458.11 Dexter and Carpenter/138
The Chargé in Sweden (Crocker) to the Secretary of State
[Received December 7.]
Sir: With reference to the Department’s instruction No. 156 of November 1, 1932,10 concerning the Swedish State Railways case and directing the Legation to bring the case again to the attention of the Foreign Office with a view to expediting a reply to the Legation’s note of March 10, 1932,11 I have the honor to report that on November 15 I called on Mr. Malmar, the Chief of the Legal Section of the Foreign Office, stating that I had received an inquiry from my Government concerning the status of the Dexter and Carpenter case and asking when we might expect a reply to our note of March 10, 1932.
Mr. Malmar said that of course the change in Government two months ago had necessarily retarded the progress of the case considerably as it had been necessary for the new officials to familiarize themselves with the dossier in the matter, which he pointed out again was extremely voluminous, and that Professor Undén had yet to review the draft prepared by the Foreign Office. He said that unfortunately Mr. Undén was at present very occupied but that a reply was in course of preparation and would be delivered within a reasonable time.
I asked him whether he meant by this days, weeks or months and he evaded the question, saying that he could not unfortunately give a reply which could be defined by any period of time as the matter rested with Mr. Undén who now had to review the case. I then asked if I was correct in inferring that all work of the Foreign Office in the case was completed, and he said that I was. I then asked if he would be kind enough to inform Mr. Undén that my Government had instructed me to enquire when a reply might be received and he said that he would do so. He then pointed out again that we had taken some eight months before replying to their last note in the matter and I said that we were now about even as our note was sent to them last March.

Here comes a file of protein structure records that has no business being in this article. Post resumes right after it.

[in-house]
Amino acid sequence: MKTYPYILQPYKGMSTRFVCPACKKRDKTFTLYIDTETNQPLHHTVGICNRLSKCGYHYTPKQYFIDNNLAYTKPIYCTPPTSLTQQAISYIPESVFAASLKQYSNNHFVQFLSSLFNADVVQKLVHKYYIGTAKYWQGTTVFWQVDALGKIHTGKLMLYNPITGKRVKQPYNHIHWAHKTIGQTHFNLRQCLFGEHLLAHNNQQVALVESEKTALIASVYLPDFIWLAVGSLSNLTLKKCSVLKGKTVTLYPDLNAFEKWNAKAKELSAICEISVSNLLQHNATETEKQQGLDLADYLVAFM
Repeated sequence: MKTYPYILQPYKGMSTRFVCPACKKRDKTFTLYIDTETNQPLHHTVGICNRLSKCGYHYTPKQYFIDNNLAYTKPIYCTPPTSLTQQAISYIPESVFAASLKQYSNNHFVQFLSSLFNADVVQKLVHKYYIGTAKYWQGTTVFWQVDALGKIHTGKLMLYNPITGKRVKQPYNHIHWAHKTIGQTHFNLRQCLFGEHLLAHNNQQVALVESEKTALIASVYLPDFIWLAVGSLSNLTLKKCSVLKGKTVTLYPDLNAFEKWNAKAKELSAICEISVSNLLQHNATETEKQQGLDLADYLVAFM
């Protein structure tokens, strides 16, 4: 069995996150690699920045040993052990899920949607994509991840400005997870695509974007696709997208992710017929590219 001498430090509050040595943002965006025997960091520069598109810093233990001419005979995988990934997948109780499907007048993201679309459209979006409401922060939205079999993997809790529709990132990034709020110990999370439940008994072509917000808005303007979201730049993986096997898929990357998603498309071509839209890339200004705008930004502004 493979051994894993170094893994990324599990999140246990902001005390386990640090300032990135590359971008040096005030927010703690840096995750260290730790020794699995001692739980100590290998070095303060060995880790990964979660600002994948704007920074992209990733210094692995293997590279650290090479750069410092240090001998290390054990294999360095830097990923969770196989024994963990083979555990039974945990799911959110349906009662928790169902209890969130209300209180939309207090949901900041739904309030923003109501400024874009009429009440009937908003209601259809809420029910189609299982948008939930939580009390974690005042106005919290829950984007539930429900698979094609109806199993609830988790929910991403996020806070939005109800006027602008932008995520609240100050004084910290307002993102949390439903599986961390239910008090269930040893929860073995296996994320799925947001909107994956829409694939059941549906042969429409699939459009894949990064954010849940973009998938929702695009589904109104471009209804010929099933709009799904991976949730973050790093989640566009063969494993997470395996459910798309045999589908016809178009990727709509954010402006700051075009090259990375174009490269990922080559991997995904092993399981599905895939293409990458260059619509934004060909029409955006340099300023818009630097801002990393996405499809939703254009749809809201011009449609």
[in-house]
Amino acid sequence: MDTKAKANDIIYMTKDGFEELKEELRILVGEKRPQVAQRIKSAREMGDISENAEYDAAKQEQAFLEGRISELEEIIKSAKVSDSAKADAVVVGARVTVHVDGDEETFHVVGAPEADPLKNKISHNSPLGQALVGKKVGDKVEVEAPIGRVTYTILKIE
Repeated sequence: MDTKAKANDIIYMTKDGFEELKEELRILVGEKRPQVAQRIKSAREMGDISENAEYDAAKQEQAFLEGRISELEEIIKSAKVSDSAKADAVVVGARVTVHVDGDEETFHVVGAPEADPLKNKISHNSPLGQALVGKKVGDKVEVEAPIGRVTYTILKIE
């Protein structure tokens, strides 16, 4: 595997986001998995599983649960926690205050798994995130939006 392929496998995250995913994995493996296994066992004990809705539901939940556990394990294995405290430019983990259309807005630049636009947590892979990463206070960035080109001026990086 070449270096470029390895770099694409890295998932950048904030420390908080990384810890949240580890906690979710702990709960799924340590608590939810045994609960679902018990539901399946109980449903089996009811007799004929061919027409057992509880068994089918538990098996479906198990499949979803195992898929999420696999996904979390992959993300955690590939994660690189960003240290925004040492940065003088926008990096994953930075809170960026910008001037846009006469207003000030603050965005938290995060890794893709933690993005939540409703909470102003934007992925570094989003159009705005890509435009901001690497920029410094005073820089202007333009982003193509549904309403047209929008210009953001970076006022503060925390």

I enquired whether the Government had appointed the expert advisers to which he had referred in our conversation last July and, if so, who they were. He said that the new Government had decided that it would not be necessary and that they had left the matter entirely to the Foreign Office and to Mr. Undén.[Page 603]
The impression conveyed to me was that the Foreign Office, and he, Malmar in particular, had devoted the most painstaking and thorough attention to the preparation of the reply, taking up the points set forth in the Department’s instruction No. 96 of February 23, 1932, one by one; that their work was now completed but that it had to be reviewed by Mr. Undén before it could be delivered to the Legation; that Mr. Undén would not be hurried in his review of the matter and there was nothing that could be done to hasten the matter; that it would come through only after further thorough, if not leisurely, consideration. He refused to be pinned down as to when that time might be and I felt that no good purpose would be served by pressing the matter any further.